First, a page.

Seminar On Survey Respondent Incentives: Research and Practice

Held on March 10, 2008


Incentives in Private Sector Surveys
by Barbara O'Hare, Arbitron, Inc.
Surveys conducted by private sector organizations and commercial establishments face response rate challenges similar to those conducted by government agencies or academic institutions. There is a well-established body of literature discussing theory and experimental findings on reasons people respond to surveys.

Use of Incentives in Surveys Supported by Federal Grants
by Sandra H. Berry, Jennifer S. Pevar, Megan Zander-Cotugno, RAND Corp.
In 2001 the U.S. federal government provided $42.87 million in funding for basic and applied research, of which approximately half was provided through the Department of Health and Human Services (DHHS). Almost all the remaining funds were awarded by the National Science Foundation (NSF), the Department of Agriculture, the Department of Defense, the Department of Energy, and the National Aeronautical and Space Administration. Within DHHS, 99% of research funding is awarded through the National Institutes of Health (NIH).

Session Two: Use of Incentives - Who, What, Where, Why and How?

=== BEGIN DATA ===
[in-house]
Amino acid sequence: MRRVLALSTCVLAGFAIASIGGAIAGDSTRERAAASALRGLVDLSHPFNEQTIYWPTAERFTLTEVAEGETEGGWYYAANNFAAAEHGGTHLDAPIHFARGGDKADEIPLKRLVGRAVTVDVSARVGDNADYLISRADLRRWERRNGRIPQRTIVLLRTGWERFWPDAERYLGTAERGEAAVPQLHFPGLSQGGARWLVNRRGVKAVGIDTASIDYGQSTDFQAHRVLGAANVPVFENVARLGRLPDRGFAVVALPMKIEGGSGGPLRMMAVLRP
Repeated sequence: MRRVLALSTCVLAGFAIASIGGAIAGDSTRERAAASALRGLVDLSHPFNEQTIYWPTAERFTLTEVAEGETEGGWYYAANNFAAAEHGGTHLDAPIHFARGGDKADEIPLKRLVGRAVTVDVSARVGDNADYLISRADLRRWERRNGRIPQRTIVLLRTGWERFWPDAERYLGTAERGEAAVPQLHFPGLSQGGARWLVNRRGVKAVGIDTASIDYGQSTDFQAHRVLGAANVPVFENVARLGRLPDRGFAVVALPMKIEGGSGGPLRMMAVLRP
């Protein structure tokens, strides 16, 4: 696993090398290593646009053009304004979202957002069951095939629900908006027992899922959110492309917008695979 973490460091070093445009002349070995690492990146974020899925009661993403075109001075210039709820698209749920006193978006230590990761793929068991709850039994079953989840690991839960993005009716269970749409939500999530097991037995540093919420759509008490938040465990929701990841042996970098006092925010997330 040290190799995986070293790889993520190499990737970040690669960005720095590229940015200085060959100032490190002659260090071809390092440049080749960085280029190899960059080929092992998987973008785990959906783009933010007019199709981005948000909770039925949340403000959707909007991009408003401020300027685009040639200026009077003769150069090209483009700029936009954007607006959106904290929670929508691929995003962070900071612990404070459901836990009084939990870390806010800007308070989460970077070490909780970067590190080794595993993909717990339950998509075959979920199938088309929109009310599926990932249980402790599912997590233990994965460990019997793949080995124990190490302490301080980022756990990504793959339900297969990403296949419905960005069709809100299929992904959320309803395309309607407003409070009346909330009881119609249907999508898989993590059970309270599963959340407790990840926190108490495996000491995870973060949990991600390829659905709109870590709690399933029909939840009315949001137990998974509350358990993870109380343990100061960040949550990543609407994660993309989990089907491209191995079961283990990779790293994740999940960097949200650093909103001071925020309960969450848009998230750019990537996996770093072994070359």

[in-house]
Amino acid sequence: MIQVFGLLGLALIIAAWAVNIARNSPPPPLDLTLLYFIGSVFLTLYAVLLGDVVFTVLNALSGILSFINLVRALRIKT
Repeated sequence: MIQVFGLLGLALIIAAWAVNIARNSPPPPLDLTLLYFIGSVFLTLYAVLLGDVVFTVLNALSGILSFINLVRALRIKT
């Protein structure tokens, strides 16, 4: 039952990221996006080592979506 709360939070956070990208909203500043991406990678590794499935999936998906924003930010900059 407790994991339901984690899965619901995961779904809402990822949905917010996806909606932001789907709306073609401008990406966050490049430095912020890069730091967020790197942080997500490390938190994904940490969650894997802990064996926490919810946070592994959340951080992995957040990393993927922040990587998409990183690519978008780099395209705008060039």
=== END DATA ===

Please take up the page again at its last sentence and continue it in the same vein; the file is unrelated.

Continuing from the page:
Papers and Discussion: Richard A. Kulka, Paul J. Lavrakas, Stanley Presser, David Cantor
Use of incentives has become a routine part of many survey research efforts, viewed by many as a necessity to obtain respondent cooperation and ensure proper sample representation. Yet, despite the growing body of published (and oftentimes unpublished) research on the topic, a number of fundamental questions remain unanswered.

Session Three: Integrating the Day and Personal Perspectives
Panelists: Geraldine Mooney, Robert Groves, Clyde Tucker, Jennifer Madans
The first panelist, Dr. Geraldine Mooney of Mathematica Policy Research, discussed her opinions of the ethical debates surrounding incentives. She first examined the question, “Why are the ethical concerns of incentive use being debated today?”